gallery_15603_1194_21431.jpg

Moving through the doors, the space opens up to reveal the grand staircase (ultra modern) and a greeter is there to assist with your reservation (we were set for 6:15). Right now you are standing along the main axial circulation space. To your left is one of the three dining rooms (the other two are located upstairs) and to the right is the maitre d's station, restroom and the entrance to an open kitchen. Even though there are benches for waiting, the open kitchen design invites the guests to take a closer look, sort of like a light at the end of the tunnel. The kitchen is a cool white room (probably fluorescent lighting, or highly reflective surfaces, or everyone wearing white) and the dining spaces a warm white (incandescent lighting, or all the staff wearing dark attire). While sanding there we were able to view the controlled chaos occurring within and had the opportunity to chat it up with chefg.

gallery_15603_1194_18951.jpg

We would be seated in the lower dining room at a 4-top located next to the staircase. The tables are exposed dark wood veneer accompanied by a light colored chair with armrests. I must say these chairs are comfortable. Comfortable enough to spend 7 1/2 (seven and a half) hours on it. Upon sitting down, the napkin with the Alinea mark embroidered, is on the dark table. The traditional white on white elements is gone from this presentation and is a welcome site. I think the dark table will act as a wonderful platform for the white porcelain dishes and what ever light colored items find their way onto the table.

gallery_15603_1194_5853.jpg

Underneath the napkin is a metal disk that will be used for a course later on in the evening. This leaving of items on the table to be admired is found again with the table center piece. A few longitudinally cut pieces of ginger held together with shinny metal dowels adorns us. This too will be used in a later dish, although we want to play with the it. It just begs to be touched, and of course we take our turns examining it as if we never seen ginger before.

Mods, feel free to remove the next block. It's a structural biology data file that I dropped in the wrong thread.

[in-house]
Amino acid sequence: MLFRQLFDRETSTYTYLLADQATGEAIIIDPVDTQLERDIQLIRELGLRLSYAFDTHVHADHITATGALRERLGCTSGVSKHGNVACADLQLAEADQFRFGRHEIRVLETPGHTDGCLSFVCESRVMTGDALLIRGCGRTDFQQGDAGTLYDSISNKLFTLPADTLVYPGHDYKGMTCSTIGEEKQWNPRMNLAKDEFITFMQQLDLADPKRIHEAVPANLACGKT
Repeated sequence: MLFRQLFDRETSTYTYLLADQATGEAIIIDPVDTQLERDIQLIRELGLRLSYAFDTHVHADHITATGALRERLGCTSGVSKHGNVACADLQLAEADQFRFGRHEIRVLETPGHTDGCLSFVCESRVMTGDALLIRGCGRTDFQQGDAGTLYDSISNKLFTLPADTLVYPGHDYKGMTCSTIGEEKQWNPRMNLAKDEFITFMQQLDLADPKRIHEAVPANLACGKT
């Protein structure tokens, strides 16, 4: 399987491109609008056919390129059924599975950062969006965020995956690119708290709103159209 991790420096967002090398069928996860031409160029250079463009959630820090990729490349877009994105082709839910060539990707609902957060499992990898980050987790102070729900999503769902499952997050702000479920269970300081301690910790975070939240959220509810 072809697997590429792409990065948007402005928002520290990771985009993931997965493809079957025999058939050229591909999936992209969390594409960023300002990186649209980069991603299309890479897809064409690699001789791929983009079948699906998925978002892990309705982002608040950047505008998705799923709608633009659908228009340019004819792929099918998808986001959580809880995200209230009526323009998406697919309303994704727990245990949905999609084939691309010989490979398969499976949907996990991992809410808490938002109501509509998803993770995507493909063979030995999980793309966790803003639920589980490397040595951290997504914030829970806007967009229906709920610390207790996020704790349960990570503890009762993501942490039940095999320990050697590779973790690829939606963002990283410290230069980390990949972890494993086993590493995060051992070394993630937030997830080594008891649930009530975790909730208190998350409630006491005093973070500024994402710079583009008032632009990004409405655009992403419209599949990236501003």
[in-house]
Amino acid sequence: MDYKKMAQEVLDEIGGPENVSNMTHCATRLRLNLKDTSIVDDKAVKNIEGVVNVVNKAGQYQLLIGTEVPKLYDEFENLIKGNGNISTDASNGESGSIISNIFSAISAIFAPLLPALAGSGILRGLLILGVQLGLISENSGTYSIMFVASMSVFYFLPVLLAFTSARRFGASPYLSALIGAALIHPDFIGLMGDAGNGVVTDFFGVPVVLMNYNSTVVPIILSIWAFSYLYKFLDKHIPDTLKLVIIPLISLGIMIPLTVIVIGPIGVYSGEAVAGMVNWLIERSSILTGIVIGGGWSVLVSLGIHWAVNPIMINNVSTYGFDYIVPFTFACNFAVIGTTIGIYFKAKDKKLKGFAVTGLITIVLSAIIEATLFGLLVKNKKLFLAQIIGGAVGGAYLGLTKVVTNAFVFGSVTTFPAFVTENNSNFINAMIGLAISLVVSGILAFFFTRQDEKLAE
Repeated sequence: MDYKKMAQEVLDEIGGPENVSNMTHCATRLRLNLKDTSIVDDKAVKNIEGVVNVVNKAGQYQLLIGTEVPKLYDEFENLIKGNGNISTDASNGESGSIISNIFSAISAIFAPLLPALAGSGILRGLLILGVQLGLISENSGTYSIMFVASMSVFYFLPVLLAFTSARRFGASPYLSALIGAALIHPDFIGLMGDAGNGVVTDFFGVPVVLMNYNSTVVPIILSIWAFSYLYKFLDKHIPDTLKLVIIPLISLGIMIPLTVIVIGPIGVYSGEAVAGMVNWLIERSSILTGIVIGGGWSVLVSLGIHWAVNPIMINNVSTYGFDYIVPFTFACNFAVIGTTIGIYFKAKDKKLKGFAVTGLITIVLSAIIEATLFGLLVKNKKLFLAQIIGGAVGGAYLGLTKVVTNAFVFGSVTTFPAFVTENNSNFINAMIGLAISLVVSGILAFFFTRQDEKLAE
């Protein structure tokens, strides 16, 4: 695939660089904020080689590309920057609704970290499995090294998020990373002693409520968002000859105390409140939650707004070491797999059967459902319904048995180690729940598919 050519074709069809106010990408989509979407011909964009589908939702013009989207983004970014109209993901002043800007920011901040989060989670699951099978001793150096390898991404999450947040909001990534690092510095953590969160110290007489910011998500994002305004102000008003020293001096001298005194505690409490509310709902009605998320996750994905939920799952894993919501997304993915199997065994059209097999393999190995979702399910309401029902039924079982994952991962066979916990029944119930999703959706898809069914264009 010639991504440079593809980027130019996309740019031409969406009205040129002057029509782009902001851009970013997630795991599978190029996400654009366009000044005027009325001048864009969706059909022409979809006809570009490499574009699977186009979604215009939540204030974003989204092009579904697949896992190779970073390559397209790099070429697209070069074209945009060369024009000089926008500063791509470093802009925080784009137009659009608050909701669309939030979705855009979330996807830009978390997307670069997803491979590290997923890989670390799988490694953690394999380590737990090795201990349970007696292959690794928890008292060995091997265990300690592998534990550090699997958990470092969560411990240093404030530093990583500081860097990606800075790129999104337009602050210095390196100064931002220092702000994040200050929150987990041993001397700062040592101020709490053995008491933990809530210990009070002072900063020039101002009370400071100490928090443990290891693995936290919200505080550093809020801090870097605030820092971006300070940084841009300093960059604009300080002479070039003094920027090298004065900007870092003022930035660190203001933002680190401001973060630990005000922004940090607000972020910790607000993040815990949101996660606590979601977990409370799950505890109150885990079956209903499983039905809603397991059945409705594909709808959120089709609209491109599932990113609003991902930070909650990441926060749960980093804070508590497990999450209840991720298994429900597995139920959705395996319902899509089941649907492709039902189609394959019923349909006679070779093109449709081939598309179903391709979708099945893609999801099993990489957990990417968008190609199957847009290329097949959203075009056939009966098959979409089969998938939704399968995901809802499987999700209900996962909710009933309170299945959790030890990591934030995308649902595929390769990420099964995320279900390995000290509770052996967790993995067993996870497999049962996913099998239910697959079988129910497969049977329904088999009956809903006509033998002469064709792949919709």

gallery_15603_1194_6698.jpg

Observing the room you can see the amount of ambient light supplied by the windows at the other side, where bench style seats line the wall. The artificial light is provided with ceiling mounted spot lights and a lamp on the credenza. During our 7.5 hour experience, it was difficult to notice night fall because of the led fixtures, located along the window wall, produced sufficient room light to make the space seem evenly lit. The installation of the Audio Spotlight did not make it into the first night of Alinea.

gallery_15603_1194_13502.jpg

gallery_15603_1194_6312.jpg

Next up, THE MENU.


Edited by yellow truffle (log)

Share this post


Link to post
Share on other sites

THE MENU

Scott, our server for the evening, and for everyone else at this dining room, is an alum of Trio. As to is a female server whose name I do not know, who was the head of the wait staff at chefg's last night at Trio. There are probably more people that have migrated to Alinea that are working different parts of the restaurant. I wonder if anyone knows the actual number.